This article was published in Australian Dictionary of Biography, Volume 4, (MUP), 1972
Charles Cooke Hunt (1833-1868), surveyor and explorer, was baptized at Brighton, Sussex, England, son of John George Hunt, auctioneer, and his wife Mary Ann, née Cooke. He seems to have acquired a master's certificate at Liverpool in 1859 and as a navigator arrived in Western Australia about 1863 and lived with an uncle at Newleyine. On 21 October he was appointed junior assistant surveyor to go with Walter Padbury to the country around Nickol Bay. There he explored the coast, entered Port Hedland and discovered the pass, later named after him, between the De Grey and Nickol Bay districts. In 1864 with Governor John Hampton and the York Agricultural Society as patrons he was sent to explore the country 300 miles (483 km) east of York on which H. M. Lefroy had reported hopefully. Hunt discovered Hampton Plains and much grazing land. In 1865 he set out again, intending to clear a track for sheep and cattle and to sink wells along the route, but severe drought forced him back with some wild dogs he had captured to the dismay of local settlers. However, he blazed a tree at a place later named White Hope where gold was discovered in 1919. In 1965 the eastern goldfields branch of the Royal Western Australian Historical Society planted a kurrajong and raised an obelisk with a plaque near the site of Hunt's marked tree. Sir John Kirwan later claimed that rumours in 1865 had Hunt discovering gold but that the government suppressed the news.
In 1866 Hunt was a road surveyor in the Northam district and then returned to the country east of York intent on deepening the wells he had sunk. He was accompanied by four white men and by Tommy Windich, an Aboriginal who later served (Sir) John Forrest. Hunt pressed on clearing and sinking wells until he was driven back by ophthalmia and sickness. In 1867 he moved to the Geraldton district as surveyor of roads. He became ill in December, entered hospital in January 1868 and died from heart disease on 1 March aged 35. He was survived by his wife Mary Ann, née Seabrook, whom he had married on 27 December 1864 at Beverley, and by a son Walter (d.1918) and a daughter Emily. His widow married Charles Frederick Edwards on 20 March 1884.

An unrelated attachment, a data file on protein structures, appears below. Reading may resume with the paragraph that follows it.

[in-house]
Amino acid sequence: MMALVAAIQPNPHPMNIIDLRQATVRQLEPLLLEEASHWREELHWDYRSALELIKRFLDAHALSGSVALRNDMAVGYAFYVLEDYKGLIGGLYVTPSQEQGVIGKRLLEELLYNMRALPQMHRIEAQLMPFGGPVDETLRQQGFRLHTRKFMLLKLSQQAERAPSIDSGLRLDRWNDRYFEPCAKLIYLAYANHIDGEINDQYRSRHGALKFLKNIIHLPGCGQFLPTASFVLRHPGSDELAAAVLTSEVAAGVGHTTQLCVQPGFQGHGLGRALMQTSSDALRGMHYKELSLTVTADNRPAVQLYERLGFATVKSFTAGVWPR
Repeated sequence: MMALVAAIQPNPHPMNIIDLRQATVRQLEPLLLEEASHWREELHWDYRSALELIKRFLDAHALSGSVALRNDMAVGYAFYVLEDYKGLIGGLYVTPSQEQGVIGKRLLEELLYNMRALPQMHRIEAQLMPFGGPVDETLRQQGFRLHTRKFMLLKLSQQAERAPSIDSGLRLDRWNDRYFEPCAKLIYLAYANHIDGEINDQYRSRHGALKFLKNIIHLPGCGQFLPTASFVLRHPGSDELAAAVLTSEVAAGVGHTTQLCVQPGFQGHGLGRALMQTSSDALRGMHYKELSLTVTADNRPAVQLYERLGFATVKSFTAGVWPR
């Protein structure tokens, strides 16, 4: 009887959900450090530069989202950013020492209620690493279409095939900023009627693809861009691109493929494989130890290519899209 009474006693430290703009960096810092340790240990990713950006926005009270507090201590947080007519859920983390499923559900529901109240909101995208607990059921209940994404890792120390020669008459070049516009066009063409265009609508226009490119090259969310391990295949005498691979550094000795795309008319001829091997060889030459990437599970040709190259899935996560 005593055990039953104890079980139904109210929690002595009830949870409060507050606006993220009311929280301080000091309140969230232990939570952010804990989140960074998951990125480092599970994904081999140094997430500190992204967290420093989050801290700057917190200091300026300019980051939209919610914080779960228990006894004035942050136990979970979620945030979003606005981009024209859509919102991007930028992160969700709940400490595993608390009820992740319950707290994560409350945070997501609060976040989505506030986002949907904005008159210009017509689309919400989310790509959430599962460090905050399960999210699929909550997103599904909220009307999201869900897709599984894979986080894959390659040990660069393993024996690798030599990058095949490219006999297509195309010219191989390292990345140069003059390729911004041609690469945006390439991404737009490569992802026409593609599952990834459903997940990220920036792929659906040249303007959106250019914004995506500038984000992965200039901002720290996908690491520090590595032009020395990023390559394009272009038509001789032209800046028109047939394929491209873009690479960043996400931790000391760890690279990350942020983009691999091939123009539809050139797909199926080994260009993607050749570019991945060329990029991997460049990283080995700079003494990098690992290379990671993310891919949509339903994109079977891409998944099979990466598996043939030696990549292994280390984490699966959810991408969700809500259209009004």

Hunt's diaries and letters are in the Battye Library, Perth. He was a thorough surveyor and excellent draftsman, who never named discoveries after himself. Forrest was reputed to say, 'Will I ever find a place where this man has not been before me'. While the names of Ford and Arthur Bayley were heralded as discoverers of the Coolgardie bonanza, they were probably able to penetrate east of York only with the aid of Hunt's tracks and wells.
Kim Roberts, 'Hunt, Charles Cooke (1833–1868)', Australian Dictionary of Biography, National Centre of Biography, Australian National University, http://adb.anu.edu.au/biography/hunt-charles-cooke-3821/text6061, published first in hardcopy 1972, accessed online 30 September 2016.
This article was first published in hardcopy in Australian Dictionary of Biography, Volume 4, (MUP), 1972